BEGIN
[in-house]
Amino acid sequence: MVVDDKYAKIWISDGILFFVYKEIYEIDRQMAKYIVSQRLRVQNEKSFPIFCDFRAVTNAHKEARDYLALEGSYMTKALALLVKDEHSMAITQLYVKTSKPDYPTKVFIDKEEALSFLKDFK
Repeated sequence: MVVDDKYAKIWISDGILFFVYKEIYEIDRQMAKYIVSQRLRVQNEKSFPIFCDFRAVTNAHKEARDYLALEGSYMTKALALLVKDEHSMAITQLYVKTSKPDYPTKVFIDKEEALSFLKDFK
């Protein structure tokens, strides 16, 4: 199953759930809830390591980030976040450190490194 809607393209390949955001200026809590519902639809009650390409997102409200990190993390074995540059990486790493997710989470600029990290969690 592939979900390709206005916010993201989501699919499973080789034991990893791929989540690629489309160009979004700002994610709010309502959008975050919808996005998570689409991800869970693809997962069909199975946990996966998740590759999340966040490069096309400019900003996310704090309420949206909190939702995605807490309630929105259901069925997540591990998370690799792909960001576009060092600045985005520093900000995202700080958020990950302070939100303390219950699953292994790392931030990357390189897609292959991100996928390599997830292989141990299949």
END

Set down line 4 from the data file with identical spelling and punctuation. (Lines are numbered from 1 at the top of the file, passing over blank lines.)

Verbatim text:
């Protein structure tokens, strides 16, 4: 199953759930809830390591980030976040450190490194 809607393209390949955001200026809590519902639809009650390409997102409200990190993390074995540059990486790493997710989470600029990290969690 592939979900390709206005916010993201989501699919499973080789034991990893791929989540690629489309160009979004700002994610709010309502959008975050919808996005998570689409991800869970693809997962069909199975946990996966998740590759999340966040490069096309400019900003996310704090309420949206909190939702995605807490309630929105259901069925997540591990998370690799792909960001576009060092600045985005520093900000995202700080958020990950302070939100303390219950699953292994790392931030990357390189897609292959991100996928390599997830292989141990299949």